On August 3, 1926, Tony Bennett was born. Bennett began his musical career 70 years ago as a pop star, later becoming one of the finest singers of standards from the Great American Songbook.
On July 28, 1866, Beatrix Potter was born. Potter was the author and illustrator of The Tale of Peter Rabbit and more than 20 other animal stories for children, books which remain popular more than a century after they were written.
On July 17, 1925, Jimmy Scott was born. Scott was a jazz singer with two distinct career phases. His music in the 1940s and 1950s sat on the boundary of jazz and R&B; when he reappeared in the 1990s and 2000s, it was as a singer of traditional jazz ballads.
On July 19, 1860, Lizzie Borden was born. Borden was the defendant in one of the 19th century’s most notorious murder trials, acquitted of the murders of her father and stepmother. The case was so widely discussed that it became a children’s jump-rope rhyme:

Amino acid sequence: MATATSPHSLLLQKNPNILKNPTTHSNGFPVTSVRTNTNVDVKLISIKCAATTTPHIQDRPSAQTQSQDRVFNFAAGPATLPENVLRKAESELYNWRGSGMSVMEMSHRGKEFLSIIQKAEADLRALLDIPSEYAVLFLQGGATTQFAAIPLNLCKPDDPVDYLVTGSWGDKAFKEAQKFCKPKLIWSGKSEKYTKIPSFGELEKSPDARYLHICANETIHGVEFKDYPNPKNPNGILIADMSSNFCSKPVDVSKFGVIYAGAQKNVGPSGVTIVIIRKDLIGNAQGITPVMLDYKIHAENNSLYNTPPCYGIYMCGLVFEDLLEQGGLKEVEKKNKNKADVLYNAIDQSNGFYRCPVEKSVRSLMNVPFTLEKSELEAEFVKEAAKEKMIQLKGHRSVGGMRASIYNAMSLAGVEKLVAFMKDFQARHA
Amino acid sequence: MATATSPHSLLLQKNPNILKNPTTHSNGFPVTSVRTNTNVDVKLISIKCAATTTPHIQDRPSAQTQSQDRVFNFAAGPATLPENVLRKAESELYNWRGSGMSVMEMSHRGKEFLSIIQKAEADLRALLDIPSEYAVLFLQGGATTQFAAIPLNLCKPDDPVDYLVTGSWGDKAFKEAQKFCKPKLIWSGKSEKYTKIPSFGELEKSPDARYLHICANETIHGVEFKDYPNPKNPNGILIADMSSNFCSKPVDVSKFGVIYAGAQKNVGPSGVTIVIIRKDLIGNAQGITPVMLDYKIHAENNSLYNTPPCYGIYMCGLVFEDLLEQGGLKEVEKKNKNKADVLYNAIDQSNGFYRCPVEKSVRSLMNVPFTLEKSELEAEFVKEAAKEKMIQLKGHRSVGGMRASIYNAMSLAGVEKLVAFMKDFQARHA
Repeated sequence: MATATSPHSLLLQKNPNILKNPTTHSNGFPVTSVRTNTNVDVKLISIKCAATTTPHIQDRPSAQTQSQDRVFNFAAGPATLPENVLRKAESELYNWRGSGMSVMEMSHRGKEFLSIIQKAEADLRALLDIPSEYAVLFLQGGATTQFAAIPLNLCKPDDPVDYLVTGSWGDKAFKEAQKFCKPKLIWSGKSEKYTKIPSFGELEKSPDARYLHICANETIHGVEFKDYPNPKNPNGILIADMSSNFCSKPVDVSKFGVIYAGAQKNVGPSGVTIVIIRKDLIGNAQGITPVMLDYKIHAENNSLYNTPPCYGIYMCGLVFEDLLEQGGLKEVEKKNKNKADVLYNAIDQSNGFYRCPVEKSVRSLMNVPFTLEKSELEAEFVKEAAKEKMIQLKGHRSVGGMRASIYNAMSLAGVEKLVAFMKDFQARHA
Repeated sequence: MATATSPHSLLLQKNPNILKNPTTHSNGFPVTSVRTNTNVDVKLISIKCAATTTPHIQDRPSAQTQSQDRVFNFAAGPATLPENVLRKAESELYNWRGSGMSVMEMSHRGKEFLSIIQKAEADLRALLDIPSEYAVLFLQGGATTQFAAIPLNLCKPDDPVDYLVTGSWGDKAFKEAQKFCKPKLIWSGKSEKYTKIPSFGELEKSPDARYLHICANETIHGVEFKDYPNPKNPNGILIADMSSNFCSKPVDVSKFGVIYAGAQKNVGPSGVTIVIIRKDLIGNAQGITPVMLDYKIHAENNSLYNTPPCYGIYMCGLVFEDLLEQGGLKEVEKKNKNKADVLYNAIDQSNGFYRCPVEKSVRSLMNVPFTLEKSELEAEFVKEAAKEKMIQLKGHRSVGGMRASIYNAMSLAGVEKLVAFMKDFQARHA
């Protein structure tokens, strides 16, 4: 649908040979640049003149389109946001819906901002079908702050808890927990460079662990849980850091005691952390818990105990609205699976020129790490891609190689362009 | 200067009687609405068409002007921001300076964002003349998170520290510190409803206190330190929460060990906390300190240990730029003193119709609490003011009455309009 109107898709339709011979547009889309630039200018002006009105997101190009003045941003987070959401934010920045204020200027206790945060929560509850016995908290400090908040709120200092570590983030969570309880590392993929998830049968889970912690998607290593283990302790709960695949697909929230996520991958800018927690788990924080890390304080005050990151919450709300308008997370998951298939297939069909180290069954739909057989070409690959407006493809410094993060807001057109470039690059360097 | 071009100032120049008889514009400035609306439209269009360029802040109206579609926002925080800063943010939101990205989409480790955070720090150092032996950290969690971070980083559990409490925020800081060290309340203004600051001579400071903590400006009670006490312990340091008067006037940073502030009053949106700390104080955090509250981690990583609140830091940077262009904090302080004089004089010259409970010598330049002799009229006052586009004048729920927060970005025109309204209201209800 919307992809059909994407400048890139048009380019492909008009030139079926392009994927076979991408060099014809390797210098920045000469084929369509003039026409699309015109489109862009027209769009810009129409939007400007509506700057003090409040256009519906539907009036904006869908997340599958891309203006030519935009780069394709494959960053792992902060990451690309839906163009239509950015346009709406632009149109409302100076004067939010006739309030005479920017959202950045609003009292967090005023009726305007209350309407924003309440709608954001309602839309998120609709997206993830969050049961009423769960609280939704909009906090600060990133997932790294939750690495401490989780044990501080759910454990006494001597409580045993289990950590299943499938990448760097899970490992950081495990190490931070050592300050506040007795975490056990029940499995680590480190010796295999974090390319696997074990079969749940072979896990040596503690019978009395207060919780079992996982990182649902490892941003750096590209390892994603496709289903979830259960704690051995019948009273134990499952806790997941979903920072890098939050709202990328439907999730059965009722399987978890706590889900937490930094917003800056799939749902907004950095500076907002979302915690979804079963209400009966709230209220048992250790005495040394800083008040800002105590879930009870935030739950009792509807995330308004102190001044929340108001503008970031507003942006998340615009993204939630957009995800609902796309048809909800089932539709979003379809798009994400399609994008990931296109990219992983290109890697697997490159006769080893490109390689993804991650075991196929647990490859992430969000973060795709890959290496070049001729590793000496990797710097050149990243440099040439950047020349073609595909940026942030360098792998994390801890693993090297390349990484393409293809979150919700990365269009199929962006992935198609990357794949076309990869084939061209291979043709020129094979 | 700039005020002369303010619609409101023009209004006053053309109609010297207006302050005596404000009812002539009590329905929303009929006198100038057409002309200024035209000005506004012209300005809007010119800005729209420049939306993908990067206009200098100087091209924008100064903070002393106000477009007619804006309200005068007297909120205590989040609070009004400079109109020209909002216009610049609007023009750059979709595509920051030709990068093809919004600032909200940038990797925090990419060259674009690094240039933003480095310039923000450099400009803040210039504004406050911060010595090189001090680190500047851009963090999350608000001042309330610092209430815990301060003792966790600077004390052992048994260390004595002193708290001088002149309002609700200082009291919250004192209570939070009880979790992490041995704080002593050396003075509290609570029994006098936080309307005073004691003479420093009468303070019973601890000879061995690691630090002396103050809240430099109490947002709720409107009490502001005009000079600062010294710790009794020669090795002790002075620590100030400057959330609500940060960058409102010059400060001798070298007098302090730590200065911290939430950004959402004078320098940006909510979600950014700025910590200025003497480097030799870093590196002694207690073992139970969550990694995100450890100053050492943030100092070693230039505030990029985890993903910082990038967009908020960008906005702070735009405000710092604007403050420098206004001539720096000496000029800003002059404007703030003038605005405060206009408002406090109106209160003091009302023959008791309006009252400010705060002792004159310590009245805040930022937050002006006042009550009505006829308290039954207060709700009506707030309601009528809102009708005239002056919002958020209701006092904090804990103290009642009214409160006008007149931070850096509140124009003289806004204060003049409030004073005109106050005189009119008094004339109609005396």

On July 10, 1925, the trial of Tennessee high school teacher John T. Scopes began in Dayton, Tennessee. Scopes was charged with teaching the theory of evolution, in violation of a recently passed state law.
On July 4, 1855, the first edition of Walt Whitman’s Leaves of Grass was published. Controversial at the time, Leaves of Grass is now acknowledged as one of the most important American collections of poetry.